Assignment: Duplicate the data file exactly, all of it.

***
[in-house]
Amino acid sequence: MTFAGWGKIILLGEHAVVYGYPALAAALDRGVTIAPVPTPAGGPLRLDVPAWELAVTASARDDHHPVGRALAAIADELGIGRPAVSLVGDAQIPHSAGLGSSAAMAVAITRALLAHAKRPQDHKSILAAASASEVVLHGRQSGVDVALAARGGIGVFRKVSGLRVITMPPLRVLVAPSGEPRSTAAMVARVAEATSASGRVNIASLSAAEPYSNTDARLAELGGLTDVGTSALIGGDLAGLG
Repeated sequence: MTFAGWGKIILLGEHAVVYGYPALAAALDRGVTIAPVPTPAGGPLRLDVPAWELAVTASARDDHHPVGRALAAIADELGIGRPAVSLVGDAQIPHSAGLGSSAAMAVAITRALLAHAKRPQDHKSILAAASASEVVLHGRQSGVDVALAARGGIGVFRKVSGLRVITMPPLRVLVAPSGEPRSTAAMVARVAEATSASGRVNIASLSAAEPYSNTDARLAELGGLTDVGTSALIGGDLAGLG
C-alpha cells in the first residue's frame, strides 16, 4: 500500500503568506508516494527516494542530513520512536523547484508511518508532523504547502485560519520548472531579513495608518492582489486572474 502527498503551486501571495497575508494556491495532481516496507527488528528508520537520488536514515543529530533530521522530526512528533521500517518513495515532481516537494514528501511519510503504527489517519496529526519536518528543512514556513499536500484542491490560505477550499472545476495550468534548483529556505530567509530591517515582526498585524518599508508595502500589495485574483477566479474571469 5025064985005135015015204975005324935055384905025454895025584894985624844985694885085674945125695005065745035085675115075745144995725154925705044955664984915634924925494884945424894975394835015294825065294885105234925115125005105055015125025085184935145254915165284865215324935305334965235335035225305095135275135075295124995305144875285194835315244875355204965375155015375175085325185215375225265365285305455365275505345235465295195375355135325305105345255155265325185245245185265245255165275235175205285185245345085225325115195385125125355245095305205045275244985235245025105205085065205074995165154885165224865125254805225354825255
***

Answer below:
[in-house]
Amino acid sequence: MTFAGWGKIILLGEHAVVYGYPALAAALDRGVTIAPVPTPAGGPLRLDVPAWELAVTASARDDHHPVGRALAAIADELGIGRPAVSLVGDAQIPHSAGLGSSAAMAVAITRALLAHAKRPQDHKSILAAASASEVVLHGRQSGVDVALAARGGIGVFRKVSGLRVITMPPLRVLVAPSGEPRSTAAMVARVAEATSASGRVNIASLSAAEPYSNTDARLAELGGLTDVGTSALIGGDLAGLG
Repeated sequence: MTFAGWGKIILLGEHAVVYGYPALAAALDRGVTIAPVPTPAGGPLRLDVPAWELAVTASARDDHHPVGRALAAIADELGIGRPAVSLVGDAQIPHSAGLGSSAAMAVAITRALLAHAKRPQDHKSILAAASASEVVLHGRQSGVDVALAARGGIGVFRKVSGLRVITMPPLRVLVAPSGEPRSTAAMVARVAEATSASGRVNIASLSAAEPYSNTDARLAELGGLTDVGTSALIGGDLAGLG
C-alpha cells in the first residue's frame, strides 16, 4: 500500500503568506508516494527516494542530513520512536523547484508511518508532523504547502485560519520548472531579513495608518492582489486572474 502527498503551486501571495497575508494556491495532481516496507527488528528508520537520488536514515543529530533530521522530526512528533521500517518513495515532481516537494514528501511519510503504527489517519496529526519536518528543512514556513499536500484542491490560505477550499472545476495550468534548483529556505530567509530591517515582526498585524518599508508595502500589495485574483477566479474571469 5025064985005135015015204975005324935055384905025454895025584894985624844985694885085674945125695005065745035085675115075745144995725154925705044955664984915634924925494884945424894975394835015294825065294885105234925115125005105055015125025085184935145254915165284865215324935305334965235335035225305095135275135075295124995305144875285194835315244875355204965375155015375175085325185215375225265365285305455365275505345235465295195375355135325305105345255155265325185245245185265245255165275235175205285185245345085225325115195385125125355245095305205045275244985235245025105205085065205074995165154885165224865125254805225354825255